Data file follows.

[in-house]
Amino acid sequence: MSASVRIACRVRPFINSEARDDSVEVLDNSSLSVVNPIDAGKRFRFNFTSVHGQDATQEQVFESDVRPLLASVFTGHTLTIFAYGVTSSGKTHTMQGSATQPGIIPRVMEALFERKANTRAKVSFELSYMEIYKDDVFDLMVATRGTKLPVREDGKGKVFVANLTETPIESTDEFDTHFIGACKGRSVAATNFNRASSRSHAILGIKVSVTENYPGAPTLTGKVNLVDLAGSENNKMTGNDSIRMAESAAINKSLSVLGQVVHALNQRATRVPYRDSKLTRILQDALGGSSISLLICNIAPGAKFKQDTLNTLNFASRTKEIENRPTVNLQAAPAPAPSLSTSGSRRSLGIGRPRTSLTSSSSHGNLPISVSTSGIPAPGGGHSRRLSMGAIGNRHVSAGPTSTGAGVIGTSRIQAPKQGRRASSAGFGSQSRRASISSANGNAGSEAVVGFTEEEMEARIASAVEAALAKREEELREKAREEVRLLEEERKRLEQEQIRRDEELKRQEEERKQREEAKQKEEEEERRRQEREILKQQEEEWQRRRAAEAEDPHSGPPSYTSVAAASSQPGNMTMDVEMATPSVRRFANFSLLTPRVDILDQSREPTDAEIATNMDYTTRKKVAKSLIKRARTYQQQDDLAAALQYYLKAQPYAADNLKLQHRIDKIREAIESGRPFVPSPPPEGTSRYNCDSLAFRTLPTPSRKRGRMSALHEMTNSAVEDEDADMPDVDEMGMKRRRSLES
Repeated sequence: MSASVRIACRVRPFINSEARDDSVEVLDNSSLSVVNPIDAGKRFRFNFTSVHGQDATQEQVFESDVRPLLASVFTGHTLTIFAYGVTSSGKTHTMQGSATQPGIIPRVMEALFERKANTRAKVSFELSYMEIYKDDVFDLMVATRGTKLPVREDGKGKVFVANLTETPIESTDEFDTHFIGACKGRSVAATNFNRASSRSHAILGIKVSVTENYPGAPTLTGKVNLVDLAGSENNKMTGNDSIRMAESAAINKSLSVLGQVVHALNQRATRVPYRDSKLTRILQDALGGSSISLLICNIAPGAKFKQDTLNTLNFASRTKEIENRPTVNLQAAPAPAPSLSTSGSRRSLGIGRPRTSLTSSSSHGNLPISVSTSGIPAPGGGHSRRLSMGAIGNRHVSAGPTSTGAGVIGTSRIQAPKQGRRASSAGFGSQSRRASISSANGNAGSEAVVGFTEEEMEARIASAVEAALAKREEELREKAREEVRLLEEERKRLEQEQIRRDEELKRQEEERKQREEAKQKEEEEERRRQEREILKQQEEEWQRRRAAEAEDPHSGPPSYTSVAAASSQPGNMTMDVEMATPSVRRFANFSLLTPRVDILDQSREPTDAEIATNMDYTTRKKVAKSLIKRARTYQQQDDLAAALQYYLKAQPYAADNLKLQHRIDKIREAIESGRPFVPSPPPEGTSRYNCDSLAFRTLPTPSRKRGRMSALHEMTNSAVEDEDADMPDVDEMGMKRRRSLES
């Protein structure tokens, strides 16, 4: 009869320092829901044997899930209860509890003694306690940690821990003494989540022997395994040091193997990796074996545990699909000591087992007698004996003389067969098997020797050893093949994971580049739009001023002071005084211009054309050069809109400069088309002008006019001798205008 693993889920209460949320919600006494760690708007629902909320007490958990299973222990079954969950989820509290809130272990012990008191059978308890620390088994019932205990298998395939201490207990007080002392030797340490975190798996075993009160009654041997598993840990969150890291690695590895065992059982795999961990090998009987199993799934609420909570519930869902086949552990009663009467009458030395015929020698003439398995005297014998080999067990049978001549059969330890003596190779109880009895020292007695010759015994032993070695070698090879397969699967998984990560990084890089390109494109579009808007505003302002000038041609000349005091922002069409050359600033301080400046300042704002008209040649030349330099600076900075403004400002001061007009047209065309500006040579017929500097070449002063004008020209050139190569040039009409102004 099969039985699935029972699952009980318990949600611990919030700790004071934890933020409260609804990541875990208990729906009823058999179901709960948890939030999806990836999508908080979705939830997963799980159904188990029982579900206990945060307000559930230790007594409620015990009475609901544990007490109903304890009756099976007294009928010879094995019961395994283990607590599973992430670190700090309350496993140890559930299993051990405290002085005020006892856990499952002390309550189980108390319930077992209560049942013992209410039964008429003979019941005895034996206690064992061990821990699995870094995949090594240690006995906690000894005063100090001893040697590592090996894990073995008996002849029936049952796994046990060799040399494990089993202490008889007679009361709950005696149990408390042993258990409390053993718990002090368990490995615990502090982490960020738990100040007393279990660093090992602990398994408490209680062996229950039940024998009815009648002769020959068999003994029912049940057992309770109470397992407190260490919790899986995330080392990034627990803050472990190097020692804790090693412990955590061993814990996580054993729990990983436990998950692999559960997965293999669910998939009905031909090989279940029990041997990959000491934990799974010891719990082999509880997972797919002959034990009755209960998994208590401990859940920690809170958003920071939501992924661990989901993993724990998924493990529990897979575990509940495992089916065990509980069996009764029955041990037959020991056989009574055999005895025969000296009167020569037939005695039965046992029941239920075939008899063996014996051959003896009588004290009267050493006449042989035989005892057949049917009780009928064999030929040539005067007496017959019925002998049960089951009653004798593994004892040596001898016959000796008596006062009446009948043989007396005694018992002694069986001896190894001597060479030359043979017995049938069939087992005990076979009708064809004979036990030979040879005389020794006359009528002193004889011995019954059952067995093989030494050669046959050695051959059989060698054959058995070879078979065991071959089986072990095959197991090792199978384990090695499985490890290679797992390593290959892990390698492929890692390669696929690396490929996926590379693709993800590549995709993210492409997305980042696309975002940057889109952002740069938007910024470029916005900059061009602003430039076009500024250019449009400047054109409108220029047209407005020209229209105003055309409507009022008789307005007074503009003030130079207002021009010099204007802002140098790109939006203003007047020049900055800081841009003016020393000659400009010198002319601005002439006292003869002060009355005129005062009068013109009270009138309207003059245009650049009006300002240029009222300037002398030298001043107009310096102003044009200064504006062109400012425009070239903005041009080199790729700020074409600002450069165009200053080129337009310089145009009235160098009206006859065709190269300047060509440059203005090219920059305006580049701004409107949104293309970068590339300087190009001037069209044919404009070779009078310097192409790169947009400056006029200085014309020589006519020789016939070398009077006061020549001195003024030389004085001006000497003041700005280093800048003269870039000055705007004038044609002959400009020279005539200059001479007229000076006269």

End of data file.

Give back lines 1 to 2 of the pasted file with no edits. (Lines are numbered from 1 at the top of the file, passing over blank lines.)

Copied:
[in-house]
Amino acid sequence: MSASVRIACRVRPFINSEARDDSVEVLDNSSLSVVNPIDAGKRFRFNFTSVHGQDATQEQVFESDVRPLLASVFTGHTLTIFAYGVTSSGKTHTMQGSATQPGIIPRVMEALFERKANTRAKVSFELSYMEIYKDDVFDLMVATRGTKLPVREDGKGKVFVANLTETPIESTDEFDTHFIGACKGRSVAATNFNRASSRSHAILGIKVSVTENYPGAPTLTGKVNLVDLAGSENNKMTGNDSIRMAESAAINKSLSVLGQVVHALNQRATRVPYRDSKLTRILQDALGGSSISLLICNIAPGAKFKQDTLNTLNFASRTKEIENRPTVNLQAAPAPAPSLSTSGSRRSLGIGRPRTSLTSSSSHGNLPISVSTSGIPAPGGGHSRRLSMGAIGNRHVSAGPTSTGAGVIGTSRIQAPKQGRRASSAGFGSQSRRASISSANGNAGSEAVVGFTEEEMEARIASAVEAALAKREEELREKAREEVRLLEEERKRLEQEQIRRDEELKRQEEERKQREEAKQKEEEEERRRQEREILKQQEEEWQRRRAAEAEDPHSGPPSYTSVAAASSQPGNMTMDVEMATPSVRRFANFSLLTPRVDILDQSREPTDAEIATNMDYTTRKKVAKSLIKRARTYQQQDDLAAALQYYLKAQPYAADNLKLQHRIDKIREAIESGRPFVPSPPPEGTSRYNCDSLAFRTLPTPSRKRGRMSALHEMTNSAVEDEDADMPDVDEMGMKRRRSLES